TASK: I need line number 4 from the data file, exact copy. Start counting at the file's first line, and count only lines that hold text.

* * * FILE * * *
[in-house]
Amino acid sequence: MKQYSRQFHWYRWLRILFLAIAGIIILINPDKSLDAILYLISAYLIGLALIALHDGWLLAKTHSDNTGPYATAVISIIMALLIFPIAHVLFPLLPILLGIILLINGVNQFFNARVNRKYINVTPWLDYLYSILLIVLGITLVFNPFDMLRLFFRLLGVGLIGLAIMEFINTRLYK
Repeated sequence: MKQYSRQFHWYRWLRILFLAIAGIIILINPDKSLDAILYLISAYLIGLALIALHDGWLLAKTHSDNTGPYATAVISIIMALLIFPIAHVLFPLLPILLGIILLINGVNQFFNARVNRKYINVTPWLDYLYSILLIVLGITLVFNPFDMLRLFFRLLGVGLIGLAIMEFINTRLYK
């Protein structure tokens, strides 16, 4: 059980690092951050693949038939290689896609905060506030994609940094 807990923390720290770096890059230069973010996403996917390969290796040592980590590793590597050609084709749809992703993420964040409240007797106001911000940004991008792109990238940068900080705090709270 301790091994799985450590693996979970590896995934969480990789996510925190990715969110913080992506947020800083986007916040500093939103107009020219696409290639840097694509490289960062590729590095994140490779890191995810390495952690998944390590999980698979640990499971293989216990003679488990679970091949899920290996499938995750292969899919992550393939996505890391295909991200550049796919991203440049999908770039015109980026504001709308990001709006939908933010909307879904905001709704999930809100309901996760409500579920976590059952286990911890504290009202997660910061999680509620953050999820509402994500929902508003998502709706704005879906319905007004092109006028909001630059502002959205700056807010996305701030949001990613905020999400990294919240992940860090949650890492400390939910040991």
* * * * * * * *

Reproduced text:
């Protein structure tokens, strides 16, 4: 059980690092951050693949038939290689896609905060506030994609940094 807990923390720290770096890059230069973010996403996917390969290796040592980590590793590597050609084709749809992703993420964040409240007797106001911000940004991008792109990238940068900080705090709270 301790091994799985450590693996979970590896995934969480990789996510925190990715969110913080992506947020800083986007916040500093939103107009020219696409290639840097694509490289960062590729590095994140490779890191995810390495952690998944390590999980698979640990499971293989216990003679488990679970091949899920290996499938995750292969899919992550393939996505890391295909991200550049796919991203440049999908770039015109980026504001709308990001709006939908933010909307879904905001709704999930809100309901996760409500579920976590059952286990911890504290009202997660910061999680509620953050999820509402994500929902508003998502709706704005879906319905007004092109006028909001630059502002959205700056807010996305701030949001990613905020999400990294919240992940860090949650890492400390939910040991």